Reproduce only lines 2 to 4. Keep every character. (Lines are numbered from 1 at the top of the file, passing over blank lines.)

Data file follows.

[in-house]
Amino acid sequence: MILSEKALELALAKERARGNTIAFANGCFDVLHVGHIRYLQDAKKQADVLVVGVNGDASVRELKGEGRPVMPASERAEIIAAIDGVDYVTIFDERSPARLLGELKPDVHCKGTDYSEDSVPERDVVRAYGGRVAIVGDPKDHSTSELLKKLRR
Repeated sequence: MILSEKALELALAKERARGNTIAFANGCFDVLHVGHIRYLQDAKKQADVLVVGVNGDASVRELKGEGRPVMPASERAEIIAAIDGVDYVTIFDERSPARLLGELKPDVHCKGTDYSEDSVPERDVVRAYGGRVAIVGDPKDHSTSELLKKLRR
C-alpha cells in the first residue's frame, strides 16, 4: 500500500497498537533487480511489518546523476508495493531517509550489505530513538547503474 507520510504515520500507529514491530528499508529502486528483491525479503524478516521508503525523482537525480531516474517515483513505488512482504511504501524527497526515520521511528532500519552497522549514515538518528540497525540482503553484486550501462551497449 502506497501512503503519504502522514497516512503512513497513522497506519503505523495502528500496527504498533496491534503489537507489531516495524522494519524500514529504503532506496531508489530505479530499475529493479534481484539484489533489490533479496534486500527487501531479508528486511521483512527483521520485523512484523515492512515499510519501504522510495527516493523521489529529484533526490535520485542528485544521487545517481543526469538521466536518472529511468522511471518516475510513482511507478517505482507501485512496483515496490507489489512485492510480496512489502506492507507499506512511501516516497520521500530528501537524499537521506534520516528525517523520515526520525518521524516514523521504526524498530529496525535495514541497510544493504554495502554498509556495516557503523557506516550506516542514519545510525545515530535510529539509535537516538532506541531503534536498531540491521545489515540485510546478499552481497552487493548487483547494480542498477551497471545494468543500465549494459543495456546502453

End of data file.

Amino acid sequence: MILSEKALELALAKERARGNTIAFANGCFDVLHVGHIRYLQDAKKQADVLVVGVNGDASVRELKGEGRPVMPASERAEIIAAIDGVDYVTIFDERSPARLLGELKPDVHCKGTDYSEDSVPERDVVRAYGGRVAIVGDPKDHSTSELLKKLRR
Repeated sequence: MILSEKALELALAKERARGNTIAFANGCFDVLHVGHIRYLQDAKKQADVLVVGVNGDASVRELKGEGRPVMPASERAEIIAAIDGVDYVTIFDERSPARLLGELKPDVHCKGTDYSEDSVPERDVVRAYGGRVAIVGDPKDHSTSELLKKLRR
C-alpha cells in the first residue's frame, strides 16, 4: 500500500497498537533487480511489518546523476508495493531517509550489505530513538547503474 507520510504515520500507529514491530528499508529502486528483491525479503524478516521508503525523482537525480531516474517515483513505488512482504511504501524527497526515520521511528532500519552497522549514515538518528540497525540482503553484486550501462551497449 502506497501512503503519504502522514497516512503512513497513522497506519503505523495502528500496527504498533496491534503489537507489531516495524522494519524500514529504503532506496531508489530505479530499475529493479534481484539484489533489490533479496534486500527487501531479508528486511521483512527483521520485523512484523515492512515499510519501504522510495527516493523521489529529484533526490535520485542528485544521487545517481543526469538521466536518472529511468522511471518516475510513482511507478517505482507501485512496483515496490507489489512485492510480496512489502506492507507499506512511501516516497520521500530528501537524499537521506534520516528525517523520515526520525518521524516514523521504526524498530529496525535495514541497510544493504554495502554498509556495516557503523557506516550506516542514519545510525545515530535510529539509535537516538532506541531503534536498531540491521545489515540485510546478499552481497552487493548487483547494480542498477551497471545494468543500465549494459543495456546502453